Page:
Best Supporting Performance: Sam Rockwell, The Way Way Back

In a cast that includes Steve Carell, Toni Colette, Maya Rudolph, Allison Janney, and Amanda Peet, Sam Rockwell yet again stole the show in Nat Faxon and Jim Rash’s The Way, Way Back. As Owen, the manager of Cape Cod’s Water Wizz water park who befriends a troubled kid (Liam James), Rockwell infuses his signature kinetic energy into every moment he’s on screen, blending a world-weary slacker vibe with heartfelt compassion.

Best Villain: Benedict Cumberbatch, Star Trek: Into Darkness, The Hobbit: The Desolation of Smaug

Benedict Cumberbatch took on not one, but two villain roles this year in Star Trek: Into Darkness and The Hobbit: The Desolation of Smaug. Though the liquid gold that is his thundering bass of a voice is a gem in and of itself, Cumberbatch’s steely performance as Commander John Harrison (cough, Khan) sits in stark contrast to his impressive motion capture work as the giant dragon Smaug. Both, however, had us trembling in our seats and pumping our fists in malevolent joy.

Baddest Ass: Gipsy Danger, Pacific Rim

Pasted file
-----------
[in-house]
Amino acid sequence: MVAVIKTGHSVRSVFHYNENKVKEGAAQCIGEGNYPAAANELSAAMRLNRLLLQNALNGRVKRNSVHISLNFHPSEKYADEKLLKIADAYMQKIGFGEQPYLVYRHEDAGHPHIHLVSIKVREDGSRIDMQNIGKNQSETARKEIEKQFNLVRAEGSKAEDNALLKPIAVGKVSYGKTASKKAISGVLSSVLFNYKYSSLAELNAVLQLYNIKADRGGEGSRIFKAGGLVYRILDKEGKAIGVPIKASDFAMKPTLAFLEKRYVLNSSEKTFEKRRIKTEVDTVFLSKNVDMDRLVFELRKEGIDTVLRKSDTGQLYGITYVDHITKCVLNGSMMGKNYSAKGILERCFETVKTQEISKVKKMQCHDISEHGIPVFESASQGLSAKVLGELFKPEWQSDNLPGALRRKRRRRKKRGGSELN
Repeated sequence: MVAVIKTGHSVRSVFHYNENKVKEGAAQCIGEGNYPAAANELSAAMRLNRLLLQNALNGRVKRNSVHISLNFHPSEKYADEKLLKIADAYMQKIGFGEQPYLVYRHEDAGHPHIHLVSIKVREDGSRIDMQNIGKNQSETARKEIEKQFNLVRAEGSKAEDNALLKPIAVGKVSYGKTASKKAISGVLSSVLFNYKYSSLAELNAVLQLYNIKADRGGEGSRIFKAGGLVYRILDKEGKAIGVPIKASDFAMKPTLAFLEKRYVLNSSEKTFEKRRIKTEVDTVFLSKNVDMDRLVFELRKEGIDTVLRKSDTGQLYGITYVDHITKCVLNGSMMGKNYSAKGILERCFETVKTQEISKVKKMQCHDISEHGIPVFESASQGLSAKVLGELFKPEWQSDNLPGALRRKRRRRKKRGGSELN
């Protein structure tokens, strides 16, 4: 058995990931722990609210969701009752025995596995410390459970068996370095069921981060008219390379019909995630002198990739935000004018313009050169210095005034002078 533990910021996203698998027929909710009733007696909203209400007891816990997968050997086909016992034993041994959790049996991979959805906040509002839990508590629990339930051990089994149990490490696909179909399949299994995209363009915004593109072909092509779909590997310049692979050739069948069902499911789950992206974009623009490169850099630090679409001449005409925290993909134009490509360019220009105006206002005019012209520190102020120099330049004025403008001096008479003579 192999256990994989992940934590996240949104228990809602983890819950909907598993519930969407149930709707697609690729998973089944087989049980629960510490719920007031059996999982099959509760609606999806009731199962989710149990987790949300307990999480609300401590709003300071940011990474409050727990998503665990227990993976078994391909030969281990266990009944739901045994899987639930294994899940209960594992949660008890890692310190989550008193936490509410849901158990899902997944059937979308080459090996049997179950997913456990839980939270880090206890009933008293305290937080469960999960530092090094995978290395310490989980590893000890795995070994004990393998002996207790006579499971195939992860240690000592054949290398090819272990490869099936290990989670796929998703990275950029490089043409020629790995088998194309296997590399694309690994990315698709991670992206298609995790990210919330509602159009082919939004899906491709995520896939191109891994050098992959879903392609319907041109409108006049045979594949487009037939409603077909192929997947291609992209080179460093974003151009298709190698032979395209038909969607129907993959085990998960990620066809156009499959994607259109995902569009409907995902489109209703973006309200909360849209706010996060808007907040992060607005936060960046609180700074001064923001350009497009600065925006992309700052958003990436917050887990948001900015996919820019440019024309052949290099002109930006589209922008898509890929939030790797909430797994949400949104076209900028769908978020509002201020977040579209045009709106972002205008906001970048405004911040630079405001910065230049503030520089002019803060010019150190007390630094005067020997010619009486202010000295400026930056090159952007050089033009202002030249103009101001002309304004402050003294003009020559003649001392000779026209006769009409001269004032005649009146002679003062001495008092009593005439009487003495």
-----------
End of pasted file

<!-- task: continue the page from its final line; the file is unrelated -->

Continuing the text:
As one of the oldest Jaegers still in combat, Gipsy Danger proved that age ain’t nothin’ but a number. The Mark-3 Jaeger, along with one of his original pilots, Pacific Rim hero Raleigh Becket (Charlie Hunnam), survived the Kaiju War, was revamped, and fought valiantly to the bitter end. Plus, it has the most badass weapon ever: a retractable chain sword!

Best Ensemble: The World’s End

In The World’s End, Edgar Wright’s final film in the Three Flavours Cornetto trilogy, Simon Pegg and Nick Frost pal up with Paddy Considine, Martin Freeman and Eddie Marsan to take on the “Golden Mile” pub crawl and body-snatching robots. As former friends reunited by their pathetic former leader (Pegg), the gang find a way to explore growing up, the dangers of technology, and you know, kicking alien ass.

Best Cameo: Channing Tatum, This is the End

There were a number of hilarious cameos in Seth Rogen and Evan Goldberg’s apocalyptic comedy This is the End, but nothing quite compares to Channing Tatum’s appearance as Danny McBride’s “gimp.” Channing “Tay-yum”, clad in leather, chains, and a luchador mask, humps cannibal king McBride’s leg as he monotones, “I love him.” Just… excellent.